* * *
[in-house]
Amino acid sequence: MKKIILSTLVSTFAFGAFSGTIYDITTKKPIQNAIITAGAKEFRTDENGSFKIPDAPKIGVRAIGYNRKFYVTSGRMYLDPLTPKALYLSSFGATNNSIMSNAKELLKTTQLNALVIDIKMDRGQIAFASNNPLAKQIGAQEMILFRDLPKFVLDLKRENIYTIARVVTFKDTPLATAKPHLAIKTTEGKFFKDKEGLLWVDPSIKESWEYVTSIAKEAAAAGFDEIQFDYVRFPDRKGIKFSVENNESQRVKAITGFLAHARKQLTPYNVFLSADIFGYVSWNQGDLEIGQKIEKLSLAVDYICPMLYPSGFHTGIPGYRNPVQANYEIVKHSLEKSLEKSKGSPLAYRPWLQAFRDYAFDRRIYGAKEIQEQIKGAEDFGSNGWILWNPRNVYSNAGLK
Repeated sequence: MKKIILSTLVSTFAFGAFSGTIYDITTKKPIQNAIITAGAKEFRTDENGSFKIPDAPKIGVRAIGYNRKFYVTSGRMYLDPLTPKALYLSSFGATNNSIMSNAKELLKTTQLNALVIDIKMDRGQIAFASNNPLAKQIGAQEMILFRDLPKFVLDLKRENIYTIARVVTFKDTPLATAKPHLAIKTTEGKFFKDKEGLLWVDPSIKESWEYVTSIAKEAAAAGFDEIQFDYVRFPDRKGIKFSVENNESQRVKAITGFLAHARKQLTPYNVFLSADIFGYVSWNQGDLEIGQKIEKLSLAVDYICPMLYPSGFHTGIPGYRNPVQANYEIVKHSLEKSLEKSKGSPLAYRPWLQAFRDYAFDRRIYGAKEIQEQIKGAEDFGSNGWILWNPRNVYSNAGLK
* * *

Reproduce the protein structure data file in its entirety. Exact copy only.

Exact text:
[in-house]
Amino acid sequence: MKKIILSTLVSTFAFGAFSGTIYDITTKKPIQNAIITAGAKEFRTDENGSFKIPDAPKIGVRAIGYNRKFYVTSGRMYLDPLTPKALYLSSFGATNNSIMSNAKELLKTTQLNALVIDIKMDRGQIAFASNNPLAKQIGAQEMILFRDLPKFVLDLKRENIYTIARVVTFKDTPLATAKPHLAIKTTEGKFFKDKEGLLWVDPSIKESWEYVTSIAKEAAAAGFDEIQFDYVRFPDRKGIKFSVENNESQRVKAITGFLAHARKQLTPYNVFLSADIFGYVSWNQGDLEIGQKIEKLSLAVDYICPMLYPSGFHTGIPGYRNPVQANYEIVKHSLEKSLEKSKGSPLAYRPWLQAFRDYAFDRRIYGAKEIQEQIKGAEDFGSNGWILWNPRNVYSNAGLK
Repeated sequence: MKKIILSTLVSTFAFGAFSGTIYDITTKKPIQNAIITAGAKEFRTDENGSFKIPDAPKIGVRAIGYNRKFYVTSGRMYLDPLTPKALYLSSFGATNNSIMSNAKELLKTTQLNALVIDIKMDRGQIAFASNNPLAKQIGAQEMILFRDLPKFVLDLKRENIYTIARVVTFKDTPLATAKPHLAIKTTEGKFFKDKEGLLWVDPSIKESWEYVTSIAKEAAAAGFDEIQFDYVRFPDRKGIKFSVENNESQRVKAITGFLAHARKQLTPYNVFLSADIFGYVSWNQGDLEIGQKIEKLSLAVDYICPMLYPSGFHTGIPGYRNPVQANYEIVKHSLEKSLEKSKGSPLAYRPWLQAFRDYAFDRRIYGAKEIQEQIKGAEDFGSNGWILWNPRNVYSNAGLK